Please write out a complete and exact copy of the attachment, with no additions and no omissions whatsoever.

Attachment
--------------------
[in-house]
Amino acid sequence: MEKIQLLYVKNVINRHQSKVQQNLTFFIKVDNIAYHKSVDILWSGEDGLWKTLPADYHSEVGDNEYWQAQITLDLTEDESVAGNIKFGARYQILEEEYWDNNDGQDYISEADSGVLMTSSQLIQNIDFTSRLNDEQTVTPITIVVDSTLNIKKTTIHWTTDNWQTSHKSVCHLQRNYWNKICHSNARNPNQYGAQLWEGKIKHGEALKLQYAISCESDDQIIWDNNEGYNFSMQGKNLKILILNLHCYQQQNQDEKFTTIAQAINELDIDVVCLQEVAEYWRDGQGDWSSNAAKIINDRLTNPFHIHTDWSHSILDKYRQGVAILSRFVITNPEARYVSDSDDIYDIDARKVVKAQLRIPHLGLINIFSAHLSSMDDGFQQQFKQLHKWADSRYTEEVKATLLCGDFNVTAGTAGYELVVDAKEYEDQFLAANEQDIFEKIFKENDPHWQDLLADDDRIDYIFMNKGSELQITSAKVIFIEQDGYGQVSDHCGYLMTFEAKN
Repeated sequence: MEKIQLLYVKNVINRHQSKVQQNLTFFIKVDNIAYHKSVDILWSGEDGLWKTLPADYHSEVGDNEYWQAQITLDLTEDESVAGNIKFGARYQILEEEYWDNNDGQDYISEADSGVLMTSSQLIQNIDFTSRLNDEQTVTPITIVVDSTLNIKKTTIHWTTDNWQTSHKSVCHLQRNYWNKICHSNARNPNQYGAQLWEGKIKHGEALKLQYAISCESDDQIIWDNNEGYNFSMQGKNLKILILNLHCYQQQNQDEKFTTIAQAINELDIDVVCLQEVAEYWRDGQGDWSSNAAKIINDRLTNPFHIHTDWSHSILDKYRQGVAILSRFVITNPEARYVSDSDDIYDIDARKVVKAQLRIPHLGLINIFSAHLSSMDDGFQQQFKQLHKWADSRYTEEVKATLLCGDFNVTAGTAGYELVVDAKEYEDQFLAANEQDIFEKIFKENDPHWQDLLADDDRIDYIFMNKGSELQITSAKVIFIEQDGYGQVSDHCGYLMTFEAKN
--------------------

[in-house]
Amino acid sequence: MEKIQLLYVKNVINRHQSKVQQNLTFFIKVDNIAYHKSVDILWSGEDGLWKTLPADYHSEVGDNEYWQAQITLDLTEDESVAGNIKFGARYQILEEEYWDNNDGQDYISEADSGVLMTSSQLIQNIDFTSRLNDEQTVTPITIVVDSTLNIKKTTIHWTTDNWQTSHKSVCHLQRNYWNKICHSNARNPNQYGAQLWEGKIKHGEALKLQYAISCESDDQIIWDNNEGYNFSMQGKNLKILILNLHCYQQQNQDEKFTTIAQAINELDIDVVCLQEVAEYWRDGQGDWSSNAAKIINDRLTNPFHIHTDWSHSILDKYRQGVAILSRFVITNPEARYVSDSDDIYDIDARKVVKAQLRIPHLGLINIFSAHLSSMDDGFQQQFKQLHKWADSRYTEEVKATLLCGDFNVTAGTAGYELVVDAKEYEDQFLAANEQDIFEKIFKENDPHWQDLLADDDRIDYIFMNKGSELQITSAKVIFIEQDGYGQVSDHCGYLMTFEAKN
Repeated sequence: MEKIQLLYVKNVINRHQSKVQQNLTFFIKVDNIAYHKSVDILWSGEDGLWKTLPADYHSEVGDNEYWQAQITLDLTEDESVAGNIKFGARYQILEEEYWDNNDGQDYISEADSGVLMTSSQLIQNIDFTSRLNDEQTVTPITIVVDSTLNIKKTTIHWTTDNWQTSHKSVCHLQRNYWNKICHSNARNPNQYGAQLWEGKIKHGEALKLQYAISCESDDQIIWDNNEGYNFSMQGKNLKILILNLHCYQQQNQDEKFTTIAQAINELDIDVVCLQEVAEYWRDGQGDWSSNAAKIINDRLTNPFHIHTDWSHSILDKYRQGVAILSRFVITNPEARYVSDSDDIYDIDARKVVKAQLRIPHLGLINIFSAHLSSMDDGFQQQFKQLHKWADSRYTEEVKATLLCGDFNVTAGTAGYELVVDAKEYEDQFLAANEQDIFEKIFKENDPHWQDLLADDDRIDYIFMNKGSELQITSAKVIFIEQDGYGQVSDHCGYLMTFEAKN